ALDWORTH, England -- The Bell Inn is a bar, two rooms and adjoining cricket field. It's worn wooden benches, sweet amber beer and warm winter soup. It's Ian Macaulay, a pipe-smoking, 73-year-old pub patriarch who presides over a family-run business handed down through five generations of the same family.
And it's among the hardy survivors of a cherished tradition -- the British country pub.
"I suppose with the patrons, in the back of their minds, this is what a pub should be," Macaulay says. "It's sheer nostalgia."
Britain's pub industry may be changing, but not the Bell Inn. While the trade grows increasingly corporate and upscale, the Bell remains fiercely independent and true to its 14th-century roots.
In a village of 200 people, an hour's drive west of London, there remains a place where a community comes together for pints, darts and laughs.
This is where the village cricket team gathers and plays, where hikers have a bite to eat before heading to the hills, where commuters grab a drink on the way home and where city folk flock on sunny summer weekends.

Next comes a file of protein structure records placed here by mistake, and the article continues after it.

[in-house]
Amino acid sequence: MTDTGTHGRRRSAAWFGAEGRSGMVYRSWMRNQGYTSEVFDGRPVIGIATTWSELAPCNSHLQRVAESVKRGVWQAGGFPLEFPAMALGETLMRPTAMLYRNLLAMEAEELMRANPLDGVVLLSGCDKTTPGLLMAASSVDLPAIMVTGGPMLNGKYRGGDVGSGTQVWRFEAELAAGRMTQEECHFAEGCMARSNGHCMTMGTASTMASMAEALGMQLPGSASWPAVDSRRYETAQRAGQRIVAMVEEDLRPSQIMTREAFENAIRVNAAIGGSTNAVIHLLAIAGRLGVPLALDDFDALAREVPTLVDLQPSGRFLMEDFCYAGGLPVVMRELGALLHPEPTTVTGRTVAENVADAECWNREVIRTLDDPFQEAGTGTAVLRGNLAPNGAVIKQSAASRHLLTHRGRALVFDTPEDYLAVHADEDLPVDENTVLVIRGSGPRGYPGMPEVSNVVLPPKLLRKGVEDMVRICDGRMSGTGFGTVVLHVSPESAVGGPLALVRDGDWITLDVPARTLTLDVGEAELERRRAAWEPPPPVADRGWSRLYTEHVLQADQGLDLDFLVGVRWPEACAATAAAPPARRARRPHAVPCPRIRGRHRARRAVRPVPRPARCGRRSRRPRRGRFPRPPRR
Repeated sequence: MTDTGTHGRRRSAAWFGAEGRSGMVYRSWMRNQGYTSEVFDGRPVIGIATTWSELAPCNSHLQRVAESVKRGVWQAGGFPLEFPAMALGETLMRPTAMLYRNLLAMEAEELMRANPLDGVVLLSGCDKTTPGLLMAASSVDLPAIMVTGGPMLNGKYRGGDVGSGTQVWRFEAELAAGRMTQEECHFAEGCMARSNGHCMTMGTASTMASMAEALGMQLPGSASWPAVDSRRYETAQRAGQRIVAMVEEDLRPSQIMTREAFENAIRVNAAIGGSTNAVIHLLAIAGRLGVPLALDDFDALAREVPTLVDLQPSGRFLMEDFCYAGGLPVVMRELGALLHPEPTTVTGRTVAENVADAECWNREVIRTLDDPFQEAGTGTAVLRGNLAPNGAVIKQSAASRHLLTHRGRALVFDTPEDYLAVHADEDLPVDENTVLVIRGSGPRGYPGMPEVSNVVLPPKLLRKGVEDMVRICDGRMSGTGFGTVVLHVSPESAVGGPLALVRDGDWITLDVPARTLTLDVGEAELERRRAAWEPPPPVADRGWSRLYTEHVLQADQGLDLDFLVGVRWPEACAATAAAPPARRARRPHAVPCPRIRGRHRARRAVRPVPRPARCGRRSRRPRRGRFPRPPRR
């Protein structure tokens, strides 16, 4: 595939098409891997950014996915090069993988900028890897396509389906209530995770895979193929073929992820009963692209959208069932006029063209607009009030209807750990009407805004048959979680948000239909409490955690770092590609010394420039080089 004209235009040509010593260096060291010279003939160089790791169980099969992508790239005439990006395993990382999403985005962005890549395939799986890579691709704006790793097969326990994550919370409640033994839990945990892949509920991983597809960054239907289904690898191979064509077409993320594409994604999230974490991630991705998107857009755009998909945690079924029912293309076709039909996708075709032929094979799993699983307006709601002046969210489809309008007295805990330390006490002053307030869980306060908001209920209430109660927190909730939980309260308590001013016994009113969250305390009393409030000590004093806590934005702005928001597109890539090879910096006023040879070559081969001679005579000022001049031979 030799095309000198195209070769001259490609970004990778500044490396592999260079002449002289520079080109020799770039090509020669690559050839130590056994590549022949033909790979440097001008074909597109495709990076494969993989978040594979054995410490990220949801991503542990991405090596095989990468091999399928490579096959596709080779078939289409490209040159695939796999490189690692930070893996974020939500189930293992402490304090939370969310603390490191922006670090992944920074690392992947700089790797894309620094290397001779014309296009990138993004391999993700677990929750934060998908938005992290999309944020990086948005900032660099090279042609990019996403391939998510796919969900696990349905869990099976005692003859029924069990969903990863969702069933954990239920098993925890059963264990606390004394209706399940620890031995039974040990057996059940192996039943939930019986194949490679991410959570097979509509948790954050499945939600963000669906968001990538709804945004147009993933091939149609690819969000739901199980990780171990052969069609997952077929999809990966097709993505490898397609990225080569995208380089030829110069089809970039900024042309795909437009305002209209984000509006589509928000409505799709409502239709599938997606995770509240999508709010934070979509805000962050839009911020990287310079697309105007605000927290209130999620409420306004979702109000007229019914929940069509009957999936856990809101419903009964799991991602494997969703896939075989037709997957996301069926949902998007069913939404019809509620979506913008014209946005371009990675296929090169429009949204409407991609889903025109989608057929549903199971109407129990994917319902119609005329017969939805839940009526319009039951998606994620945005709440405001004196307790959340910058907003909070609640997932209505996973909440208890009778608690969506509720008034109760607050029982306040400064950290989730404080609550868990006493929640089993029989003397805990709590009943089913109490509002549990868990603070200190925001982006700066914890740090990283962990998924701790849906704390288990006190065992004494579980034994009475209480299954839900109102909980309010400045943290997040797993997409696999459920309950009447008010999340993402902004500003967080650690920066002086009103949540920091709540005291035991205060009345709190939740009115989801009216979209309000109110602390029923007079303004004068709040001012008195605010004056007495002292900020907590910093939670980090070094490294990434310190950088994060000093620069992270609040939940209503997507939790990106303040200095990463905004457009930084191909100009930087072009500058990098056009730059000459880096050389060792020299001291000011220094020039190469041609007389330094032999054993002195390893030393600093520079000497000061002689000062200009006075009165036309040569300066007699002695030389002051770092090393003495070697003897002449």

The Macaulays live upstairs. The drinkers are downstairs.
"A lot of our customers say, 'For God's sake, don't change a thing. We like the pub the way it is,' " Macaulay says.
Marketers and government ministers may be trying to sell the world on the notion of Britain as a modern, fashionable nation. Yet for many here, the country's defining characteristic can be found in the pub, which is short for public house.
"Pubs have been around for 1,000 years," says Peter Haydon, a pub historian who is the general secretary for the Society of Independent Brewers, a trade association. "We've gone without the church, monarchy and Parliament, but not without the pub. If you're English, sooner or later, you go to a pub."
Thousands of choices
The country seems to be spoiled for choices, with nearly 61,000 pubs catering to the needs of the six in 10 adult Britons who count themselves pub-goers. From the plush Victorian-style drinking parlors of Liverpool to the simple village pubs that dot the landscape, there is a place to suit the most discriminating of drinkers.